Embed from Getty Images
Scott and I were sitting around a couple of nights ago planning our funerals -- as one does on a beautiful summer night.
Actually, we were in a money management meeting in the backyard, eating tapas and drinking.
We have those now and again to make sure that we have enough money to live out the rest of our days, and leave enough to dispatch our asses so the kids don't have to pass the hat. Me, I could care less. Might as well sweep me to the curb but not everybody thinks that way.
We don't have a lot of expenses but we do have to budget for home and car repairs, vet bills, and so on. I'm hoping to have a little dental work done, and maybe replace the carpets after the unfortunate pet incidents involving seizures, mouth foam, urine and feces.
But I also want to make sure that death is covered. I don't worry about taxes because, in the last few years, I haven't made enough money to pay taxes.
I applied for the Canada Pension Plan when I turned 60, and they just laughed at me.
Great career planning on my part!
Fortunately, Scott has retirement income but we have that only until he dies because I wasn't his wife when he took his pension, so I'm basically screwed even though we've enjoyed 15 years of marital bliss. The money will go to his ex-wife who hasn't sent a card or a letter in 20 years.
That's what life insurance is for.
Jennette got me into this whole funeral thing.
She and I spent hours with funeral directors over the past few years, first after Roger died, then after her Dad died. Then Jennette decided to pre-plan, or should I say, over-plan arrangements for her own demise. And she wasn't even sick!
Then she did get sick and decided to do her arrangements all over again, but we still got stuck with a bill of over $2,000 even after she diligently made monthly payments. The funeral folks were still taking money out of her account after she died, even though we'd paid the damned bill.
A curse on their house of death! Send in the locusts.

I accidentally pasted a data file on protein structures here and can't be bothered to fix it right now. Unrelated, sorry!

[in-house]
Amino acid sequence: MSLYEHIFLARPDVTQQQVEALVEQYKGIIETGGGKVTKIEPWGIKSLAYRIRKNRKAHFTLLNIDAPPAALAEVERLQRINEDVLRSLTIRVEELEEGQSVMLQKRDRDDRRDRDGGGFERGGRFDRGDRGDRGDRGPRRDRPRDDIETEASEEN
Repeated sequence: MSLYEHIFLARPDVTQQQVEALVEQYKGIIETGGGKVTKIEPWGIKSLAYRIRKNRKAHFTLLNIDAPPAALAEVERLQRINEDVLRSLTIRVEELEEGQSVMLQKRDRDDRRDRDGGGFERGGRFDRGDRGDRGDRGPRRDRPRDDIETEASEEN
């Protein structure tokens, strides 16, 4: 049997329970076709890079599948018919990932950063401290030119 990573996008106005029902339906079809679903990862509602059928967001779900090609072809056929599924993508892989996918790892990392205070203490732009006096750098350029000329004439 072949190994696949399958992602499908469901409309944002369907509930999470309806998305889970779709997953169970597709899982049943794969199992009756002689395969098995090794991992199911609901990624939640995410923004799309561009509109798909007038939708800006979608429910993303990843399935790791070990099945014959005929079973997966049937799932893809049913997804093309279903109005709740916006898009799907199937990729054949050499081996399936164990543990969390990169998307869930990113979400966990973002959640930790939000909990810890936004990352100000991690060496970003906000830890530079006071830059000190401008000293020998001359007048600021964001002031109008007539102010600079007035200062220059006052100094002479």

Scott and I have made a pact that we will not pay a single penny more than necessary on final arrangements. We're going with a basic funeral, no frills, and a party which will be held in our honour someplace, BYOB. Or not. Who cares?
I'm not putting a notice in the paper. As my friend Shirley Van Dusen once said about her husband Tom, "somebody will find him eventually". I'm on Facebook, so I'm assuming that after I haven't commented on Trump's virility or shared some puppy pics, people will figure out that I'm gone.
After a couple of cocktails, I suggested that we give our bodies to medicine. That would be a cheap way to go, right? I am felled by a bus or some horrible disease, and the mortuary attendant in the hospital simply moves me into the cadaver room.
So I messaged the Ottawa Hospital, and they sent me the handy guide on how to make a full frontal body donation.
The kit came with a few warnings.
First, you have to pay your own transportation. Bus, van, Uber, or stretch limo -- we don't care -- you have to make your own way her.
And don't assume, dead one, that we will actually want you.
There are lots of people who have this idea that it's a cheap way to go, so don't get any big ideas.
Make other plans, the guide suggested.
I was hurt.
Wasn't I agreeing to give the hospital my most valuable asset in the end, only to be told, "Meh, George over here on the gurney, he came in first."
Sorry Simpson family, your mom just isn't that special!
And no autopsy or organ donation for you, missy.
No sir, what would we want with your nasty smelly un-embalmed leavings if somebody else took the best parts!
I've signed my donor card, so that ends the discussion.
I mean, I'd much rather donate whatever gently used organs I have left to give somebody a second chance than to risk having medical students laugh at my boobs.
So I'm back to square.
Still, funeral homes are an absolutely rip off.
Jennette actually agreed to pay for a rental casket so I could identify her. It cost her $1,200 for me to come see her all made up. Though she did look much better than the last time I saw her.
I want to Viking funeral. Pile me in the car and head for the lake. Put me on a raft soaked in gasoline. It will be better than the Canada Day fireworks.
And I'll go out with a big bang heard across the lake.